I think, when we read a book, we either like to be taken away or see ourselves in someone else’s work, to feel less alone—Audrina was both. It was also well-edited, unlike some of V.C.’s other books, where last names are spelled two different ways and middle names were changed altogether.


I don’t recommend any V.C. books after the Logan series, because the quality tanked and they all started to sound the same. I have no plans on reading Whitefern, the sequel to Audrina that Neiderman wrote, though I will try the televised version of Audrina. (The original flick, Flowers in the Attic, though not a masterpiece, had a haunting quality about it the TV movie lacked.)


V.C. Andrews had one hell of an imagination, and it’s too bad she passed away before she got to write more books. She was an influence on me in my early writing (who doesn’t love dark family secrets?), just as the breezy, Shopaholic series lightened what V.C. darkened.


Even though I read many novels by different authors, I think series books will always have a place in my heart, because I fall in love with the characters, and don’t want to let them go. I think that’s why I’ve always preferred novels over short stories, and short stories over poetry. It’s always been about the characters for me. Even the poetry I write is often about characters (many of them wacky).

Plots may keep you reading, but characters will keep you rereading.


Books: A part of my childhood, a part of my adulthood


My earliest memory of reading was when my dad read nursery rhymes to me. I vaguely remember him running me through the one about “the butcher, the baker, the candlestick maker–just to get me to say “three foul balls in a tub” at the end, which my uncle got a real kick out of. (They’d have my cousin Jeremy go through the alphabet just to watch him put a finger to his chin when he came to “W.” The things adults make kids do for our amusement!)

Mom and I read the Encyclopedia Brown series together, often in the car when my parents sold lamps and lampshades at an outdoor flea market in Summerdale, Alabama. Books were my salvation from boredom.  If I didn’t have a new book, I’d reread an old one.  I think I read Mom, You’re Fired! several times one summer.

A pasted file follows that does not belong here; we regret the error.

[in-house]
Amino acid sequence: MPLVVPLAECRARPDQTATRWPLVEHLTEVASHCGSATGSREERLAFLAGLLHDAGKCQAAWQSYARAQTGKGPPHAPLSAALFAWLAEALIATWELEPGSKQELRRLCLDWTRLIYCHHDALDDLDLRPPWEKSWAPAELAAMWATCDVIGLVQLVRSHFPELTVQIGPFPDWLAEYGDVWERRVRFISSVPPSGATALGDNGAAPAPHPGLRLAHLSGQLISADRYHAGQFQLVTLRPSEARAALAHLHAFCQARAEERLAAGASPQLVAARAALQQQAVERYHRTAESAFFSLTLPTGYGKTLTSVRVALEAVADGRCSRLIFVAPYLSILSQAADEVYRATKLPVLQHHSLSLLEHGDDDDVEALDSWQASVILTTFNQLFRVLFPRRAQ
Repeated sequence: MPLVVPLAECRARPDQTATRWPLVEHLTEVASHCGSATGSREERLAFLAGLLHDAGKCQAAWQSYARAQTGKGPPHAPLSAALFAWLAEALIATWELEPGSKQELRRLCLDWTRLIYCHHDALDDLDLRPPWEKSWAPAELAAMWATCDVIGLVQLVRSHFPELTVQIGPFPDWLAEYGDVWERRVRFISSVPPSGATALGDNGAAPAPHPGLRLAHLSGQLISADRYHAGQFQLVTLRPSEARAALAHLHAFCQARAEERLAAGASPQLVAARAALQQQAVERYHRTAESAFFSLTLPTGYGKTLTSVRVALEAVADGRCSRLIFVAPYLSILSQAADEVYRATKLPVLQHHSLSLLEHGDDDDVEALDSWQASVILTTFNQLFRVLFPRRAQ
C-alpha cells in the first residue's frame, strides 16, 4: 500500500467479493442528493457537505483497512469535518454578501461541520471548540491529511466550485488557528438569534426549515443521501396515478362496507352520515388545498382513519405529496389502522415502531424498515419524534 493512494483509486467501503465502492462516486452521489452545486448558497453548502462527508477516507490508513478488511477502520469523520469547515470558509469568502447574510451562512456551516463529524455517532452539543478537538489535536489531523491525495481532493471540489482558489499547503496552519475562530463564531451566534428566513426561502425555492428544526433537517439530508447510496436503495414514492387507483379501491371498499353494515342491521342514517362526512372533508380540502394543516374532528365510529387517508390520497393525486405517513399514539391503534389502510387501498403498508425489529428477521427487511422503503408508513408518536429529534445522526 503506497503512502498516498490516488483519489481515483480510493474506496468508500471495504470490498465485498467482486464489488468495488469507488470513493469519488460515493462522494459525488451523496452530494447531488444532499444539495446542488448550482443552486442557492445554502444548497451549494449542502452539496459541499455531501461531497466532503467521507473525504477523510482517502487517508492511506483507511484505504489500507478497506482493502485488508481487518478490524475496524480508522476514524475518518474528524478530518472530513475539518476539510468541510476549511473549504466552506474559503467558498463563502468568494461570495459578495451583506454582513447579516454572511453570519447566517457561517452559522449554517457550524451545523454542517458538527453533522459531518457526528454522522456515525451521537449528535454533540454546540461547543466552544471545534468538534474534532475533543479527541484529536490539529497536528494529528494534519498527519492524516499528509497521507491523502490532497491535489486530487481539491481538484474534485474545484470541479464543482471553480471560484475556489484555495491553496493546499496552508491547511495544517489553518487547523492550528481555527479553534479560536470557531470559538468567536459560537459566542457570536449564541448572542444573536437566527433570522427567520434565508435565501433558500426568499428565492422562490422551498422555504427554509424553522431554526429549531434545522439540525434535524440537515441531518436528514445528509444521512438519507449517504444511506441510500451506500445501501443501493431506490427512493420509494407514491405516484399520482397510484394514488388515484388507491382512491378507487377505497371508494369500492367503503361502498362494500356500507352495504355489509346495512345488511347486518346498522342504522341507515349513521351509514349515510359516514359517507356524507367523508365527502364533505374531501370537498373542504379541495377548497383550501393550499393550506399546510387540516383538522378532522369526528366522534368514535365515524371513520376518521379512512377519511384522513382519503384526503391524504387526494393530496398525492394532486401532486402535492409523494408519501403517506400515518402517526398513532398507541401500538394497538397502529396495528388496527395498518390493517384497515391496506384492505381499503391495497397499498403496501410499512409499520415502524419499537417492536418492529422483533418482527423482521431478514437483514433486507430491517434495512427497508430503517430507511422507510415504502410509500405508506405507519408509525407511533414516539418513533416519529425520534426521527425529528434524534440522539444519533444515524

Many Moons was (and still is) my all-time favorite children’s book, but I also loved the Wayside School set and The Face on the Milk Carton series.

I guess you could say I’ve always been a series girl—The Baby-Sitters Club in elementary, Sweet Valley High in middle, and V.C. Andrews in high school—the last of which I stopped reading when Andrew Neiderman (Andrews’ ghostwriter) turned out to be a hack.

I read many a Harlequin romance in my early twenties, which I deemed as research. (I wanted to write for them.) In my late twenties and early thirties, I fell in love with Linda Hall novels—Christian fiction that didn’t resort to caricatures (as a lot of Christian fiction does). I reread her books every so often, but LaVyrle Spencer’s Small Town Girl will always be my favorite. I loved that the heroine was a country music star who had the courage to leave home at eighteen and made it on her own (a la Mary Richards).

If I had to choose three classic novels that top all the others I’ve read thus far, it would be Gone with the Wind, To Kill a Mockingbird, and A Tree Grows in Brooklyn. (Ironically, the films that were adapted from these fine works were flawless.)

Sometimes I wonder if it weren’t the heroines of these novels that make them so beloved—a feisty Southern belle who toughened up when push came to push back (ten times harder), and two precocious girls (one of them a writer).

Though television programming has become portable with the advent of cell phones, back then, reading was the perfect portable form of entertainment. At night, when I could no longer see (no Kindles in the late eighties and early nineties), I’d make up stories in my head.

And it all started with an appreciation for poetry, whether it was read or sung to me.  What’s more, writing it has helped me appreciate it more.

A literary trinity


I had the privilege of attending a reading, a writing workshop, and a book talk–the first and last of which included a question-and-answer session with author, Eileen Myles.

That’s the pretty neat thing about being a student: having access to these events.  I’ve never been able to afford to attend a writers’ conference/retreat, but since I’ve been a student, I’ve been to workshops, gone on journalism field trips, and taken classes that have helped me become a better writer.  And it isn’t just the solitary knowledge, but the communal experience, that has helped get me there.

I’ve met so many wonderful and interesting people because of my writing–people I would’ve never met otherwise–that I could never imagine my life without it.

Of course, being a writer, the workshop is always my favorite event (where there’s always one little upstart who doesn’t play by the rules), but I love the Q-&-A sessions where the writer is just connecting with her audience.  I only hope that someday, if I am ever called upon to speak extemporaneously about my work and the craft, I am as engaging as Eileen.

One of the many things she said that resonated with me was that “you may not be graceful in life, but you can be graceful on a page.”  I found her complete lack of self-consciousness endearing, for I’m that girl who worries about her lipstick being wrong.

I covered these events for the student newspaper, so when it is published, I will post it below (and I am holding back a lot of good stuff for the article).

My advice to all writers:  Take advantage of every opportunity to meet one.